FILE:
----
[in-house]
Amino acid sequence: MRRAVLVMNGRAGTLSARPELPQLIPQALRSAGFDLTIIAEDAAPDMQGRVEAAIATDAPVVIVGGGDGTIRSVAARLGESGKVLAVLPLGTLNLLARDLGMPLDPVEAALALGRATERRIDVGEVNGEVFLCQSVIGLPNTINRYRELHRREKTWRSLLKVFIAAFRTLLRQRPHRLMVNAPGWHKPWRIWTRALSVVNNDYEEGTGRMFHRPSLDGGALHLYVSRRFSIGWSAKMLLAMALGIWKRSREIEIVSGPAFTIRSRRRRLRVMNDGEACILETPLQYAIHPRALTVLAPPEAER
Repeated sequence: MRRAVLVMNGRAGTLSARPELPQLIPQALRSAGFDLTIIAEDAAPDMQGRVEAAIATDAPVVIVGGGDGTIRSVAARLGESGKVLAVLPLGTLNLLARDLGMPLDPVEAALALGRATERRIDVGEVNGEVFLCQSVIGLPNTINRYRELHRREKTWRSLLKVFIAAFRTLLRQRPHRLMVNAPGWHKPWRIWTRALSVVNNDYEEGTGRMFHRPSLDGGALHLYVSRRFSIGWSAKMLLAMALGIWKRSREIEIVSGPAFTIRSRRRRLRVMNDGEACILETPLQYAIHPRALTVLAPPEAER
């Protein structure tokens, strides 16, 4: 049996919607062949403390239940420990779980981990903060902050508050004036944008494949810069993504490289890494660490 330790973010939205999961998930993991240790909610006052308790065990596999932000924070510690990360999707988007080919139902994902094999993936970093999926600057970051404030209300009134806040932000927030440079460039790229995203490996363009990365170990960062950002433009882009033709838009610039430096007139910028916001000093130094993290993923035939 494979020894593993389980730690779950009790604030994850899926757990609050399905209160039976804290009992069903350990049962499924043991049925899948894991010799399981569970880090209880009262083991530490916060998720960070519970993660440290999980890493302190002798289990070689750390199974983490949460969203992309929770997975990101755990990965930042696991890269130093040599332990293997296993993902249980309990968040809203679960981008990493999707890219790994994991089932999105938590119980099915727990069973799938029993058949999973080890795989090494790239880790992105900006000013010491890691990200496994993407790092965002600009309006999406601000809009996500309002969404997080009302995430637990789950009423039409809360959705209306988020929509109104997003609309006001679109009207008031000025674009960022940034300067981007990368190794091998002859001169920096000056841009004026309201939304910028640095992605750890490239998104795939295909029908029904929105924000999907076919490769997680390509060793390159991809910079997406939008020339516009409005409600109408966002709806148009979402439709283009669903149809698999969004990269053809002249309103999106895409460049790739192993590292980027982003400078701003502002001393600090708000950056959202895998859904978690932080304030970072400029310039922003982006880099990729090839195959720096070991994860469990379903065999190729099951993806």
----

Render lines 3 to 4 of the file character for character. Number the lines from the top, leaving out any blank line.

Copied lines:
Repeated sequence: MRRAVLVMNGRAGTLSARPELPQLIPQALRSAGFDLTIIAEDAAPDMQGRVEAAIATDAPVVIVGGGDGTIRSVAARLGESGKVLAVLPLGTLNLLARDLGMPLDPVEAALALGRATERRIDVGEVNGEVFLCQSVIGLPNTINRYRELHRREKTWRSLLKVFIAAFRTLLRQRPHRLMVNAPGWHKPWRIWTRALSVVNNDYEEGTGRMFHRPSLDGGALHLYVSRRFSIGWSAKMLLAMALGIWKRSREIEIVSGPAFTIRSRRRRLRVMNDGEACILETPLQYAIHPRALTVLAPPEAER
């Protein structure tokens, strides 16, 4: 049996919607062949403390239940420990779980981990903060902050508050004036944008494949810069993504490289890494660490 330790973010939205999961998930993991240790909610006052308790065990596999932000924070510690990360999707988007080919139902994902094999993936970093999926600057970051404030209300009134806040932000927030440079460039790229995203490996363009990365170990960062950002433009882009033709838009610039430096007139910028916001000093130094993290993923035939 494979020894593993389980730690779950009790604030994850899926757990609050399905209160039976804290009992069903350990049962499924043991049925899948894991010799399981569970880090209880009262083991530490916060998720960070519970993660440290999980890493302190002798289990070689750390199974983490949460969203992309929770997975990101755990990965930042696991890269130093040599332990293997296993993902249980309990968040809203679960981008990493999707890219790994994991089932999105938590119980099915727990069973799938029993058949999973080890795989090494790239880790992105900006000013010491890691990200496994993407790092965002600009309006999406601000809009996500309002969404997080009302995430637990789950009423039409809360959705209306988020929509109104997003609309006001679109009207008031000025674009960022940034300067981007990368190794091998002859001169920096000056841009004026309201939304910028640095992605750890490239998104795939295909029908029904929105924000999907076919490769997680390509060793390159991809910079997406939008020339516009409005409600109408966002709806148009979402439709283009669903149809698999969004990269053809002249309103999106895409460049790739192993590292980027982003400078701003502002001393600090708000950056959202895998859904978690932080304030970072400029310039922003982006880099990729090839195959720096070991994860469990379903065999190729099951993806």